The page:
Wednesday, August 28, 2013

The importance of knowing when to break the rules

As the saying goes, "There is the letter of the law, and then there is the spirit of the law".

The Anglican church, among others, is bound on all sides by laws: what do to, when to do it, and who can do it.

A perfect example is the Ten Commandments, which of course comes to us from our roots in ancient Judaism.  One of these Commandments is "You shall keep the Sabbath day holy".

This "law" was introduced as an assurance that people would have at least one day of rest a week.  Ancient peoples knew well that all work and no play resulted in a scene from "The Shining".

But somewhere along the way, this piece of advice which was meant to refresh people turned into a point of argument: what does it mean to keep the day holy?  Does this mean no work?  What constitutes work?  What constitutes non-work?  Is it work to go fishing or play golf?  Is it work to cook yourself lunch?  If your roof caves in and you are getting rained on, should you just wait until the Sabbath is over to fix it?  If the roof has collapsed on your children, should you wait until the next day to save them?

Ok, I'm going a little overboard, but not by much.

The point is this: some laws keep us safe from other people, and vice versa.  Generally speaking, the law protects us.

But some laws, some rules simply don't, and it behooves us to use a little critical reasoning when it comes to discerning the difference.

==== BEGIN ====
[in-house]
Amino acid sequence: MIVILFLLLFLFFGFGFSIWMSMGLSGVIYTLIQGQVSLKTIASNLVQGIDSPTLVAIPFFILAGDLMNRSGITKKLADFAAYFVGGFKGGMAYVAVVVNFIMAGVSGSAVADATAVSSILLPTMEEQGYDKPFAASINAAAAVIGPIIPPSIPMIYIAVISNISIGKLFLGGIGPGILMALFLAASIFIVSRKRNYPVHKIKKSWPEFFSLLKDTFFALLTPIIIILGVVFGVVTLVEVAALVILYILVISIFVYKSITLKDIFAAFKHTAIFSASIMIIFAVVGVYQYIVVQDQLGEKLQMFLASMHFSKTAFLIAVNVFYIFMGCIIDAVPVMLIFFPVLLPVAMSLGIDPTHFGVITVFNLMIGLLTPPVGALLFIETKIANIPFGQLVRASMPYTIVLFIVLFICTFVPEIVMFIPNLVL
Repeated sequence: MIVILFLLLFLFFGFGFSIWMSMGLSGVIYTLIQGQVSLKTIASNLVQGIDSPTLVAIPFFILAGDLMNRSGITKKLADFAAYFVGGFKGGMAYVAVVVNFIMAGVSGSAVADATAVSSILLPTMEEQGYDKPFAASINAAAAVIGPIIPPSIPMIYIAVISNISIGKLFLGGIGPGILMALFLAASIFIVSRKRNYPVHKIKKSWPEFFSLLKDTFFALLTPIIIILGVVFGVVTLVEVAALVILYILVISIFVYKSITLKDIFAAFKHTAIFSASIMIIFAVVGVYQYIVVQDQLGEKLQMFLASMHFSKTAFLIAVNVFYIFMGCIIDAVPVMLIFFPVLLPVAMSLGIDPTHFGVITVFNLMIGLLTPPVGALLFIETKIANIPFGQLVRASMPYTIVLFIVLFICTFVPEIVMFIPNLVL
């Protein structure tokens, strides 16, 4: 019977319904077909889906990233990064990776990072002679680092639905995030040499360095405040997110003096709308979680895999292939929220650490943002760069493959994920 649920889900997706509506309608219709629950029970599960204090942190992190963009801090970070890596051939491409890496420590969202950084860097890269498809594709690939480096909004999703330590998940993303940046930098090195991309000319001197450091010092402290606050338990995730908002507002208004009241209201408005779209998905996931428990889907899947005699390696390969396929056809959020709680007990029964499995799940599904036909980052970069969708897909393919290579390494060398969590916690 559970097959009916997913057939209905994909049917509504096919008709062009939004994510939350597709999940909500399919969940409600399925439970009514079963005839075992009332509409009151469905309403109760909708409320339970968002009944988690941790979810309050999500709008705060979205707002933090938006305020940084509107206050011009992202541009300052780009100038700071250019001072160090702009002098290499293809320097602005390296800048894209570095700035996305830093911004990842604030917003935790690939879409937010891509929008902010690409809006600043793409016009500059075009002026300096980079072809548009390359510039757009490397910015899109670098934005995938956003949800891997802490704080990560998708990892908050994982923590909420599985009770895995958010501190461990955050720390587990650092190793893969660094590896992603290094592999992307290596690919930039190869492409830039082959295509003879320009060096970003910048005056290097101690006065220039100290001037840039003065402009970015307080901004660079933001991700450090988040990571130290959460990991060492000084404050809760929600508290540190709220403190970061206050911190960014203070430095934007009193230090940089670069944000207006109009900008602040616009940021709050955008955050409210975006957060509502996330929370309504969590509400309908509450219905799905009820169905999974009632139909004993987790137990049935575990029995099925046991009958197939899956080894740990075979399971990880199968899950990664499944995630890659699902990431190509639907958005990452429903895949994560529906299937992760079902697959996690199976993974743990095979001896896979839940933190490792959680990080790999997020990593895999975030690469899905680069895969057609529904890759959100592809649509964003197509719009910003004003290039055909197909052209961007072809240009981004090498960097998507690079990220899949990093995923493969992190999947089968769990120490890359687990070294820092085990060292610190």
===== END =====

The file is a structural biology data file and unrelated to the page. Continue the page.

In today's Gospel passage (Luke 13:10-17), the miracle performed is actually the background to the more important point that Jesus is making: the women who came to the Temple had been suffering for 18 years.  Would it really be God's wish for her to suffer another 24 hours just so she does not transgress the law concerning the Sabbath?  Could our own sense of justice, compassion and mercy really allow that to happen, simply for the sake of adhering to a "law".

Blind allegiance to anything is not a healthy way to live, whether that be to the tenets of a religion, a law, a philosophy, a person, a cause, an ideal.  Jesus certainly did not.  There is a reason why we have the characteristics of curiosity, skepticism, critical thinking and discernment.

Use them.

To hear my sermon for this week, click here.

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